May 8, 2017
419 Using Essential Oils Safely [8 May 2017]
Essential oils are concentrated, volatile oils extracted from the flowers, leaves, roots or peels of plants. When used properly, essential oils can improve your health and well-being, but used improperly could cause harm.
Oils should be taken internally only under professional supervision. In Canada and the United States no essential oil is labeled for internal use. In France essential oils are used internally but only when prescribed by physicians with special training in aromatherapy, and then only a few drops for a very short time. Even with peppermint oil, one drop is equivalent to 25-30 tea bags which you wouldn’t drink all at once. Fortunately consumption is not necessary for full benefits of essential oils.
Inhalation is the most popular way to use essential oils. Use up to 6 drops in an ultrasonic diffuser, as more creates a heavy layer of oil on the water which inhibits diffusion. The essential oil components stay in the blood for several hours (half-life is 45 minutes) so a 20 minute exposure every few hours is sufficient.
Another popular method of using essential oils is topically, either massaged directly on the skin or added to a bath. Most oils should be diluted with a carrier oil for topical use – lavender is the only exception that can be used neat (full strength). Good oils for carrier include sweet almond, avocado, grapeseed, castor, jojoba, sesame, and fractionated coconut oil, each with different properties. Use no more than 6 drops of up to 3 essential oils mixed with the carrier oil in each application. Apply to the affected area or to the soles of the feet. Keep away from the eyes, ears and mucous membranes. Essential oils applied topically take 3 to 6 hours to clear the body – much longer if you are obese or in poor health – so don’t over apply. Use a 1% blend on children (6 drops with 30 ml of carrier oil).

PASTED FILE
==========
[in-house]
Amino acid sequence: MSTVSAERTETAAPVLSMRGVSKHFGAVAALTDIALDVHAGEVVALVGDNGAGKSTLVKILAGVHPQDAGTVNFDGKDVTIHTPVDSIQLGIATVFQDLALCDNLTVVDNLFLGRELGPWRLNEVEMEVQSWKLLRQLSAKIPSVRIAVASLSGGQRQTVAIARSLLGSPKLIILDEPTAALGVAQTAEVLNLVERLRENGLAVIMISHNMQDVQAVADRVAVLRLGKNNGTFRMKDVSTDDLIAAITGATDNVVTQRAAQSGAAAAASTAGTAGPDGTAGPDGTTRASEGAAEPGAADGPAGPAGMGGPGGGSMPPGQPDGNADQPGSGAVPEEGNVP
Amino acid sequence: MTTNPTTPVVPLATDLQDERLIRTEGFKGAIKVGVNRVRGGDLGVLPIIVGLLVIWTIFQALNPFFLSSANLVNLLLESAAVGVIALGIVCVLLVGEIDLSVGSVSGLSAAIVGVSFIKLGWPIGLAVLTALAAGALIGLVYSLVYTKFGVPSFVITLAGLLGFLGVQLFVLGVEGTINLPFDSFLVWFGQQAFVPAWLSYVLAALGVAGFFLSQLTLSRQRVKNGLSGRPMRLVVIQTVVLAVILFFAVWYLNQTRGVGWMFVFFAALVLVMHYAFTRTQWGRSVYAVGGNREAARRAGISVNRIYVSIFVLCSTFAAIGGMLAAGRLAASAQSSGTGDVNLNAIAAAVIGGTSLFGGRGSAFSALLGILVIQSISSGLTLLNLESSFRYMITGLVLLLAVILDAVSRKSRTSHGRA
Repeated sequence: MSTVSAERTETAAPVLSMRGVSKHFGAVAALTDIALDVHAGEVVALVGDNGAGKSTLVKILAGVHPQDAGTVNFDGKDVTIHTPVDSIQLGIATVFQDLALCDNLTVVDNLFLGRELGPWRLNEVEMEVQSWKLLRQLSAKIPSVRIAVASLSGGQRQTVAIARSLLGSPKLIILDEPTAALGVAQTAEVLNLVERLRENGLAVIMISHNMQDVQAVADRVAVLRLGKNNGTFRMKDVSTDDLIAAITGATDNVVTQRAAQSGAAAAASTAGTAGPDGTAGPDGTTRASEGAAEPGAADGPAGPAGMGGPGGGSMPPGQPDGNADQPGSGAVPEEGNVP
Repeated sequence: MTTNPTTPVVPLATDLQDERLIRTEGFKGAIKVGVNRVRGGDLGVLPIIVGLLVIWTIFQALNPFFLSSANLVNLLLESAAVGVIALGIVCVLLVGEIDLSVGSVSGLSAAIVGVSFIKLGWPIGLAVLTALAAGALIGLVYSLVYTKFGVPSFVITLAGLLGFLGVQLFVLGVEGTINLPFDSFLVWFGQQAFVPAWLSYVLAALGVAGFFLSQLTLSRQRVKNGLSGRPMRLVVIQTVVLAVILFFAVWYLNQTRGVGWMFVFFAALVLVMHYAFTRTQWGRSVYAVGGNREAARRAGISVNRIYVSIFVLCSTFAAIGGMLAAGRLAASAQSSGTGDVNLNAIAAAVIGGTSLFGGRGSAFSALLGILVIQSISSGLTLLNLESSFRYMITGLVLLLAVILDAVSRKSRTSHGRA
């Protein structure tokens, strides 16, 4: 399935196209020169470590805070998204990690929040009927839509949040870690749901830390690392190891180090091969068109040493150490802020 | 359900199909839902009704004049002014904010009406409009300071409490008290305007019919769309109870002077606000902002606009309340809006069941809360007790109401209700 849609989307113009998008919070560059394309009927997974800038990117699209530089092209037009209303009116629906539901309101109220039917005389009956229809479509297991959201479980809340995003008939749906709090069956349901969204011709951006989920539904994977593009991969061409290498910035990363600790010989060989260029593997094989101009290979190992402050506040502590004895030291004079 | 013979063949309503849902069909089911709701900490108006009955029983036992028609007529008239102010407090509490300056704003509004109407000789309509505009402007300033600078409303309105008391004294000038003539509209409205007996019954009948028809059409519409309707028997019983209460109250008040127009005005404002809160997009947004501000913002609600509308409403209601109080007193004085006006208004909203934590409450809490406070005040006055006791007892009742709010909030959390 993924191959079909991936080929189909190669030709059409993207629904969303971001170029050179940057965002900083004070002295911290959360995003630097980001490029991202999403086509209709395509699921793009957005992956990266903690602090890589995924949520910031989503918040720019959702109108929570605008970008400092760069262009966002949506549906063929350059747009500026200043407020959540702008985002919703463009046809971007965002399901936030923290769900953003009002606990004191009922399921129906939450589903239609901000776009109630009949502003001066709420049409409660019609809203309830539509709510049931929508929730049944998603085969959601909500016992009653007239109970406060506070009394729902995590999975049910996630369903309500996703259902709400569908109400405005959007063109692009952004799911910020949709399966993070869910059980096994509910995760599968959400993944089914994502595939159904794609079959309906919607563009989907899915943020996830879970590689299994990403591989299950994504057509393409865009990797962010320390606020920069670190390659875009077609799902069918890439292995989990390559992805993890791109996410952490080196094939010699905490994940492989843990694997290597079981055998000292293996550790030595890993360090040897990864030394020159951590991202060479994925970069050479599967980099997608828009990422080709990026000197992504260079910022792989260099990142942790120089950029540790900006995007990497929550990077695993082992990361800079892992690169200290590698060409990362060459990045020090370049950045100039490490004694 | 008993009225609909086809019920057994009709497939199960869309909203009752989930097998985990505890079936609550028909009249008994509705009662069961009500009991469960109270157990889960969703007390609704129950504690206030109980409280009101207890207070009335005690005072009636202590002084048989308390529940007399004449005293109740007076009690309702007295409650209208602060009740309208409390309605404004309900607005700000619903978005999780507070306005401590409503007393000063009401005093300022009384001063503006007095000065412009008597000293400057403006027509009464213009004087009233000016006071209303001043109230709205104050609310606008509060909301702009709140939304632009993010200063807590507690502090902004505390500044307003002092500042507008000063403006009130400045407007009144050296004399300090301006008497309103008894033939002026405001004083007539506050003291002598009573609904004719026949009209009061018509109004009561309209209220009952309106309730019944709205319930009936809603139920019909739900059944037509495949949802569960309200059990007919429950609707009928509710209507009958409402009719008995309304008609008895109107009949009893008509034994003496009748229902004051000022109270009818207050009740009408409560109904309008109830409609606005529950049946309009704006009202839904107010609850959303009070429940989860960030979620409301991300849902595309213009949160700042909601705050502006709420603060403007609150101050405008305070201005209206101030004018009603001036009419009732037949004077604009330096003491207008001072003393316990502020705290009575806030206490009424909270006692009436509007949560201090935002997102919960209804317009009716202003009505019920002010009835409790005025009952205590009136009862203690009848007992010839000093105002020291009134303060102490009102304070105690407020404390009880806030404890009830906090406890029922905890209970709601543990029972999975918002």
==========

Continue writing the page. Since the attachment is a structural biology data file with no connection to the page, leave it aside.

In a bath, add the essential oils to bath salts first to disperse the oils throughout the water. Milder oils like clary sage and lavender are safer than cinnamon, oregano, thyme, bergamot and lemongrass which could irritate the skin.
If you are pregnant, breastfeeding or taking medications, check with a health professional before using aromatherapy as there are contraindications for some essential oils. Citrus oils, especially bergamot, increase skin photosensitivity and the risk of sunburn. Essential oils with a high menthol content like eucalyptus, peppermint, wintergreen (and more) should not be used with young children or cats as their livers are unable to process them. Store away from sunlight and heat and out of reach of children and pets.
presentation by Marva Ward, CNP, Saskatoon, May 1,2017
Using Essential Oils Safely www.usingeossafely.com
The Truth About Essential Oil Safety ebook by Lea Harris, $9.99 USD
For more information on this or other natural health topics, stop in and talk to Stan; for medical advice consult your licensed health practitioner.